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The Age, September 22, 2009

Escalation is futile in a war in which complexity defies might

In fear of losing face, the US peddles the myth that it can win in Afghanistan.

Gabriel Kolko

THE US scarcely knew what a complex disaster it was confronting when it went to war in Afghanistan on October 7, 2001. It will eventually - perhaps years from now - suffer the same fate as Alexander the Great, the British and the Soviet Union: defeat.

What is called ''Afghanistan'' is really a collection of tribes and ethnic groups - Pashtuns, Tajiks, Uzbeks and more. There are seven major ethnic groups, each with its own language. There are 30 minor languages. Pashtuns are 42 per cent of the population and the Taliban come from them. Its borders are contested and highly porous, and al-Qaeda is most powerful in the Pashtun regions of northern Pakistan and Afghanistan.

Long considered one of the most stable and peaceful parts of the country, the northern provinces have seen rising violence as heavy insurgent activity has spread to 80 percent of the country – up from 54 percent two years ago. (See map.) Under increasing pressure in southern Afghanistan and northern Pakistan, militants who have long sought to extend their reach have turned their attention to the north, where NATO has established a second supply route in the wake of debilitating attacks on its southern pipeline
The Christian Science Monitor, Sep. 11, 2009

''The fate of Afghanistan and Pakistan are inextricably tied,'' president George Bush declared in December 2007. This fact makes the war far more complicated, not the least because enormous quantities of military aid sent to Pakistan is mostly wasted.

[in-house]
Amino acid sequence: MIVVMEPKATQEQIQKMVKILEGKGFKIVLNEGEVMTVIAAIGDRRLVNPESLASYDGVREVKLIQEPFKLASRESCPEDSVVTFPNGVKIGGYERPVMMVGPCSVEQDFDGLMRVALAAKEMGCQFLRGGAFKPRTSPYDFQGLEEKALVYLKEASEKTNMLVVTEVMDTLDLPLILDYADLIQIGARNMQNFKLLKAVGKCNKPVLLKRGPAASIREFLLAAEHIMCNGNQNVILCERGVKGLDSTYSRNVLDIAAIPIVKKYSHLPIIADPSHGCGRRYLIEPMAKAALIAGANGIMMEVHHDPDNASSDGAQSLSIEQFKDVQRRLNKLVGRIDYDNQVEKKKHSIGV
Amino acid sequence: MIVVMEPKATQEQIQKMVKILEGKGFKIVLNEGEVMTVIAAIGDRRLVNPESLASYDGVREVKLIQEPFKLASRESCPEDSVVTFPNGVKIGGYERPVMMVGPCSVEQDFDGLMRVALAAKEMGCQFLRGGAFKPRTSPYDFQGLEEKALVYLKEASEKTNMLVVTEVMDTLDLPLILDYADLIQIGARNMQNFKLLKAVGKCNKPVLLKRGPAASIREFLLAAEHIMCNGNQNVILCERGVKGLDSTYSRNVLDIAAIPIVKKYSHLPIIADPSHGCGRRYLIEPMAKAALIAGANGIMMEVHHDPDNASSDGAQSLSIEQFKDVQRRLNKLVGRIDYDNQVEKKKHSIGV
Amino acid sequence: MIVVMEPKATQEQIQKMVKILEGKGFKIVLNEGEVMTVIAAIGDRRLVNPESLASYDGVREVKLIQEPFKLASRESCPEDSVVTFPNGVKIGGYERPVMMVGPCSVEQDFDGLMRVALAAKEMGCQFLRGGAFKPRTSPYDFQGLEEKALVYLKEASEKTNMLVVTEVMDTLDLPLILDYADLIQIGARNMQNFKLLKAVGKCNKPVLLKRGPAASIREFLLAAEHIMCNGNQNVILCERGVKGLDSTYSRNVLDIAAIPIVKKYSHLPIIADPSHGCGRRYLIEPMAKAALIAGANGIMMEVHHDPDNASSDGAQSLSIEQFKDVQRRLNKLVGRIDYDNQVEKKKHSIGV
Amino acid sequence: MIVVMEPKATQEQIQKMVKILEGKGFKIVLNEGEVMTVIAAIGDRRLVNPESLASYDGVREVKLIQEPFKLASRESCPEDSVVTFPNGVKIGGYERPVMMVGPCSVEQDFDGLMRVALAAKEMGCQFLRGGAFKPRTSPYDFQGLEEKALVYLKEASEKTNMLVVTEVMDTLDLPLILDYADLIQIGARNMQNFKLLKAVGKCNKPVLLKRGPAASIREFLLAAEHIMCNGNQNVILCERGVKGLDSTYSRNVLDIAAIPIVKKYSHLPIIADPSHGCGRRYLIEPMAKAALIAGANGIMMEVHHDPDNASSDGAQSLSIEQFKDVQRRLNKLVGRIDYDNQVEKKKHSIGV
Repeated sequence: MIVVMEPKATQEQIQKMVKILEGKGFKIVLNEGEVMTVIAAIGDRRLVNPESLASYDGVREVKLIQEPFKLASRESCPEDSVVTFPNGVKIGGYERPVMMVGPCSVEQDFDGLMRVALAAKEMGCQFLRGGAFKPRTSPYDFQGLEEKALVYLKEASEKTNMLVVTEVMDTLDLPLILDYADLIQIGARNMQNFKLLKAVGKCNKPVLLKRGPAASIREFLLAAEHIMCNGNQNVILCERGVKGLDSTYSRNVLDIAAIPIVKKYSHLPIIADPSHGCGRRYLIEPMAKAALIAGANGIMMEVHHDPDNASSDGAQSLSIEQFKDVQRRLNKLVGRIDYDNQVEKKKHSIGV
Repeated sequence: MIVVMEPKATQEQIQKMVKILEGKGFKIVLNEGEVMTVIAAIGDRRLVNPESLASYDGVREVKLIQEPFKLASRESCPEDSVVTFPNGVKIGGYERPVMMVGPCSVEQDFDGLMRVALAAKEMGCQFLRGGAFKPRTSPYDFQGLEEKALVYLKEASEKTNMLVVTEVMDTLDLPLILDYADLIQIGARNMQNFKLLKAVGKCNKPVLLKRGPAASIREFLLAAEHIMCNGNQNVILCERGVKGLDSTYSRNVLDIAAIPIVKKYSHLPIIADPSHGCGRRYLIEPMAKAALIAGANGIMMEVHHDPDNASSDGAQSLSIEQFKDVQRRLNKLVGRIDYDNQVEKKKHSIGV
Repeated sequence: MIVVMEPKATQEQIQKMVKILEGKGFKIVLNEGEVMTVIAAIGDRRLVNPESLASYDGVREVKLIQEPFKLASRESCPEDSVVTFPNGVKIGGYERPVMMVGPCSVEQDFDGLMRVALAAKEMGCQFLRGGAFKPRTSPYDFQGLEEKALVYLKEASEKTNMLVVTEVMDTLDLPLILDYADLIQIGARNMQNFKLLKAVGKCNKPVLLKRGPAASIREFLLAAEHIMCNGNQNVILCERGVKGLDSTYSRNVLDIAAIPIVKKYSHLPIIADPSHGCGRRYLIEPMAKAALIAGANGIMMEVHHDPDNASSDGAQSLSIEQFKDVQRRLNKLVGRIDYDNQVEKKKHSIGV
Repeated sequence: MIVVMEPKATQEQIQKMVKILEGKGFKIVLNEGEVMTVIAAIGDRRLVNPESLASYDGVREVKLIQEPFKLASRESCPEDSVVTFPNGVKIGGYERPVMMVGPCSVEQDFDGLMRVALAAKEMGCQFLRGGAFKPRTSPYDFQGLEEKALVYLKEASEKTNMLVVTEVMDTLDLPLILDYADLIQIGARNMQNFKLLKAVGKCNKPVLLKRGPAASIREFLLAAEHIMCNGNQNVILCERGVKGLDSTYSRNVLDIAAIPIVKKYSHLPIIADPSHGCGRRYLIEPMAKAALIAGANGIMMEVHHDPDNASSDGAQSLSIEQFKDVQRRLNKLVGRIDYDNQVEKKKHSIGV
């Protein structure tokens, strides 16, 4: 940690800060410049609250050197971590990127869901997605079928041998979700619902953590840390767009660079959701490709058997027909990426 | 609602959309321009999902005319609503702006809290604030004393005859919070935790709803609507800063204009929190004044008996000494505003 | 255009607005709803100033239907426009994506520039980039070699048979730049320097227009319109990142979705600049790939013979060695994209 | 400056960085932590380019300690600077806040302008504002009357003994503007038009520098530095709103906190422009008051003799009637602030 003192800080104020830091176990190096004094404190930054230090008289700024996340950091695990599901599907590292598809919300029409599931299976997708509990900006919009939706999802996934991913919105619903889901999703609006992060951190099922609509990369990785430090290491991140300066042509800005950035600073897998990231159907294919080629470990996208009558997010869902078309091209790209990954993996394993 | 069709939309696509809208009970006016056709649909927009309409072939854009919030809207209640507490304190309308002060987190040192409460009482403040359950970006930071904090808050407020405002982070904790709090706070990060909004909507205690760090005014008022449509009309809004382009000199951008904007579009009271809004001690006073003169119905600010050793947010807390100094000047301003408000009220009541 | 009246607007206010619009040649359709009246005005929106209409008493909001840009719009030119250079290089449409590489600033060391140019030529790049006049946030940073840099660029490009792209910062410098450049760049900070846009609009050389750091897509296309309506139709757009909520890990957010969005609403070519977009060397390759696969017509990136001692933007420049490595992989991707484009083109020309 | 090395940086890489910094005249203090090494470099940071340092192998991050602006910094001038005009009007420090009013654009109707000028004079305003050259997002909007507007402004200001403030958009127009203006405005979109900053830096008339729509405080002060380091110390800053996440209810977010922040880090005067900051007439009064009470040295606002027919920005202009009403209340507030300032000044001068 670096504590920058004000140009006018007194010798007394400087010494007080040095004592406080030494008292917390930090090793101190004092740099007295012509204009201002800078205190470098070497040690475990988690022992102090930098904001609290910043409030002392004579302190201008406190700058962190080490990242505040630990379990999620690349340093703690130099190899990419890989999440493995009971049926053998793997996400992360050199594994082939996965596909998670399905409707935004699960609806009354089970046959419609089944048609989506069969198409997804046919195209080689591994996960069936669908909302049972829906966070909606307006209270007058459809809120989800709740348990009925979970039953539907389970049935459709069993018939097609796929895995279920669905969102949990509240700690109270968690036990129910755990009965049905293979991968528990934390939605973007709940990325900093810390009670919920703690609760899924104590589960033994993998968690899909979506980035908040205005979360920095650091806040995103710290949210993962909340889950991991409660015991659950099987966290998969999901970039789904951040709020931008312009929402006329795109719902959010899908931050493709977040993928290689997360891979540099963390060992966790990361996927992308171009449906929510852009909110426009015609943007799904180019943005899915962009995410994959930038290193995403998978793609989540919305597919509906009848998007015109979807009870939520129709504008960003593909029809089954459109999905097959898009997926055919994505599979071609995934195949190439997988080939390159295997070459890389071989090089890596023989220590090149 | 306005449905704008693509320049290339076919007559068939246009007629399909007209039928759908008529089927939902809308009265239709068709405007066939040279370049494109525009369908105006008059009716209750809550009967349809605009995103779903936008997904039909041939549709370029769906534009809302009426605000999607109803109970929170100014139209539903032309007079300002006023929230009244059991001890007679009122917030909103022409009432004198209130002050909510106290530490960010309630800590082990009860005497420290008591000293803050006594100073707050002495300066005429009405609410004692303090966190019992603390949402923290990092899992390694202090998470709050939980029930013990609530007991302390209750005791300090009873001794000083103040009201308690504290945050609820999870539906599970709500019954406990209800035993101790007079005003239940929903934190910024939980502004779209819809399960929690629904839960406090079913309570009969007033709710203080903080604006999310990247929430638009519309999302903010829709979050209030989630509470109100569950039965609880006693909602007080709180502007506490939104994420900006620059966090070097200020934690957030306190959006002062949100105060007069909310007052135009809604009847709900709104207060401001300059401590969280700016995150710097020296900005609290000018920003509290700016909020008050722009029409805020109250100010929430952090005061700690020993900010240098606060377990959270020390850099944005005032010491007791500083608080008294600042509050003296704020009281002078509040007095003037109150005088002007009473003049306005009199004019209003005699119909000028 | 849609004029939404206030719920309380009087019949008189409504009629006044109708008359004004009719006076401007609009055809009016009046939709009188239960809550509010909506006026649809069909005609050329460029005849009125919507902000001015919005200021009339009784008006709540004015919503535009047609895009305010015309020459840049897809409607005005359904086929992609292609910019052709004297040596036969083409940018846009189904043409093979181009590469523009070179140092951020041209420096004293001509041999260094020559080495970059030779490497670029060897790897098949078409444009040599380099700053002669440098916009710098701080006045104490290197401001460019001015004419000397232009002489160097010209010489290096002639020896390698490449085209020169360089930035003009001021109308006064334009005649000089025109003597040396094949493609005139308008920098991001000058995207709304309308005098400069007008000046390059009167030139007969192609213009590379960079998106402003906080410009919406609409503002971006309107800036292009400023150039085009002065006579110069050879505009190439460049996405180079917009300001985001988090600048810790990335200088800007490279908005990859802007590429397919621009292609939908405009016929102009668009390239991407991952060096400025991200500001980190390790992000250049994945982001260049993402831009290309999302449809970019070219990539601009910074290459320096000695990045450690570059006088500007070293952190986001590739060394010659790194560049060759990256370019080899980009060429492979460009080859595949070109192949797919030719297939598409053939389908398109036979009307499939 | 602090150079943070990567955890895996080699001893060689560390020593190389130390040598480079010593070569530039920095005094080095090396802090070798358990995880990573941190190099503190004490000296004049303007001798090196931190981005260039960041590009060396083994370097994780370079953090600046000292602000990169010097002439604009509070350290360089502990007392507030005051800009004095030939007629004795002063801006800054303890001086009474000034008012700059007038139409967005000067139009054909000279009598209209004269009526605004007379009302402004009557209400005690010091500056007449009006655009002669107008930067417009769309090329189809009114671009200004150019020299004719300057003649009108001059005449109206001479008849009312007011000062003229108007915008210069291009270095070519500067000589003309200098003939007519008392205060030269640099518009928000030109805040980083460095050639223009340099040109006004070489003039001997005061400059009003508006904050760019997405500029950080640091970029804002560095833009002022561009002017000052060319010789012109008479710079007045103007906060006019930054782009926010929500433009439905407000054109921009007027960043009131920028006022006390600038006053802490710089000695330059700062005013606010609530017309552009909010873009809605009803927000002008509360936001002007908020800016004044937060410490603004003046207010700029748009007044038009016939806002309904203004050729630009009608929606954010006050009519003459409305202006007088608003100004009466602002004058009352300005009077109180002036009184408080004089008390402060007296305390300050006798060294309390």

Worse yet, Pakistan possesses about 70 to 90 nuclear weapons and the US fears some may fall into the hands of Islamic extremists. At least three-quarters of the supplies essential for America's and its allies' war effort flow through Pakistan, and they are often assaulted. Moreover, a large and growing majority of Pakistanis distrust US motives. America's tilt to Delhi after 2007, which greatly augmented Indian nuclear power, made Pakistan far more reluctant to do Washington's bidding.

Afghanistan's principal problems are political, social and cultural - in large part because Britain concocted it arbitrarily. There is no durable military solution to its many problems. As in Vietnam, the US will win battles, but it has no strategy for winning this war.

Above all, the regional geo-political context is decisive, involving India-Pakistan relations - a factor that will prevail whatever the US and its allies do. Pakistan's most vital interest is seeing a friendly government rule Afghanistan - no matter who it is. They will not waver on this principle. The Pakistani military is adamant about making India its key focus, and while it is opposed to al-Qaeda, it maintains good relations with the anti-Karzai Taliban - with whom it worked when it fought the Soviets.